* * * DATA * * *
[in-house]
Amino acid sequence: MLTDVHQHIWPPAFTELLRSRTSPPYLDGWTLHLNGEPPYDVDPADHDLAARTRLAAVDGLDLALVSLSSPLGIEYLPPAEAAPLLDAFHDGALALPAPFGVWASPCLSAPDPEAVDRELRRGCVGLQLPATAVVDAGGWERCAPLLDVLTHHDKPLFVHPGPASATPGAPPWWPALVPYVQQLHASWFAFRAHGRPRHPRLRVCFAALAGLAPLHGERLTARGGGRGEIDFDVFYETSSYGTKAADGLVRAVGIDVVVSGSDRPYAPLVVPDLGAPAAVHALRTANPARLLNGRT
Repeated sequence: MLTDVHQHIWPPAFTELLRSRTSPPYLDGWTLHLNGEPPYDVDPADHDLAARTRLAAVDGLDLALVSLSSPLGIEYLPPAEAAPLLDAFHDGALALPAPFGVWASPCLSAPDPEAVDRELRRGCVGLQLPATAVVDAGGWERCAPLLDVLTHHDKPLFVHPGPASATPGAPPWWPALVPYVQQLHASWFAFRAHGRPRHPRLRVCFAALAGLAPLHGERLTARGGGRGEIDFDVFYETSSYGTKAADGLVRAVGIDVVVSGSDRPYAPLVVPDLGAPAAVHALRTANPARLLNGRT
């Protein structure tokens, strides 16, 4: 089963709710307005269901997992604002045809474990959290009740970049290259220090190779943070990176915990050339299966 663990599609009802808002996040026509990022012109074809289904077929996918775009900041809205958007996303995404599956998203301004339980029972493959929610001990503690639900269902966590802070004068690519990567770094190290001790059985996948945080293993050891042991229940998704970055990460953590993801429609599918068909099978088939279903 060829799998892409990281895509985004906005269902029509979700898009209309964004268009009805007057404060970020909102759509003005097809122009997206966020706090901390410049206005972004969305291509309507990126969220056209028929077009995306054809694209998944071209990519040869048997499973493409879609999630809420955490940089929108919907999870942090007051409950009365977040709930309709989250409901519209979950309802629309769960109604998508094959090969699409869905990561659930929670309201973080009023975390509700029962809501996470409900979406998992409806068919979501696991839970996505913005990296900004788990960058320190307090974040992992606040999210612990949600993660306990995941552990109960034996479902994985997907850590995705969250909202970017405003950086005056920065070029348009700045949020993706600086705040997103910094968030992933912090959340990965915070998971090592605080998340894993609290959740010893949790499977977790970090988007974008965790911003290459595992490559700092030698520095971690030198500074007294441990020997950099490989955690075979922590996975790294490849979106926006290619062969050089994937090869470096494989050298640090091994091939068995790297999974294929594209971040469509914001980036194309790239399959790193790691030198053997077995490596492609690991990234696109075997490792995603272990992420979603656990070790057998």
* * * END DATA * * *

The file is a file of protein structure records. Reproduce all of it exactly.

[in-house]
Amino acid sequence: MLTDVHQHIWPPAFTELLRSRTSPPYLDGWTLHLNGEPPYDVDPADHDLAARTRLAAVDGLDLALVSLSSPLGIEYLPPAEAAPLLDAFHDGALALPAPFGVWASPCLSAPDPEAVDRELRRGCVGLQLPATAVVDAGGWERCAPLLDVLTHHDKPLFVHPGPASATPGAPPWWPALVPYVQQLHASWFAFRAHGRPRHPRLRVCFAALAGLAPLHGERLTARGGGRGEIDFDVFYETSSYGTKAADGLVRAVGIDVVVSGSDRPYAPLVVPDLGAPAAVHALRTANPARLLNGRT
Repeated sequence: MLTDVHQHIWPPAFTELLRSRTSPPYLDGWTLHLNGEPPYDVDPADHDLAARTRLAAVDGLDLALVSLSSPLGIEYLPPAEAAPLLDAFHDGALALPAPFGVWASPCLSAPDPEAVDRELRRGCVGLQLPATAVVDAGGWERCAPLLDVLTHHDKPLFVHPGPASATPGAPPWWPALVPYVQQLHASWFAFRAHGRPRHPRLRVCFAALAGLAPLHGERLTARGGGRGEIDFDVFYETSSYGTKAADGLVRAVGIDVVVSGSDRPYAPLVVPDLGAPAAVHALRTANPARLLNGRT
């Protein structure tokens, strides 16, 4: 089963709710307005269901997992604002045809474990959290009740970049290259220090190779943070990176915990050339299966 663990599609009802808002996040026509990022012109074809289904077929996918775009900041809205958007996303995404599956998203301004339980029972493959929610001990503690639900269902966590802070004068690519990567770094190290001790059985996948945080293993050891042991229940998704970055990460953590993801429609599918068909099978088939279903 060829799998892409990281895509985004906005269902029509979700898009209309964004268009009805007057404060970020909102759509003005097809122009997206966020706090901390410049206005972004969305291509309507990126969220056209028929077009995306054809694209998944071209990519040869048997499973493409879609999630809420955490940089929108919907999870942090007051409950009365977040709930309709989250409901519209979950309802629309769960109604998508094959090969699409869905990561659930929670309201973080009023975390509700029962809501996470409900979406998992409806068919979501696991839970996505913005990296900004788990960058320190307090974040992992606040999210612990949600993660306990995941552990109960034996479902994985997907850590995705969250909202970017405003950086005056920065070029348009700045949020993706600086705040997103910094968030992933912090959340990965915070998971090592605080998340894993609290959740010893949790499977977790970090988007974008965790911003290459595992490559700092030698520095971690030198500074007294441990020997950099490989955690075979922590996975790294490849979106926006290619062969050089994937090869470096494989050298640090091994091939068995790297999974294929594209971040469509914001980036194309790239399959790193790691030198053997077995490596492609690991990234696109075997490792995603272990992420979603656990070790057998």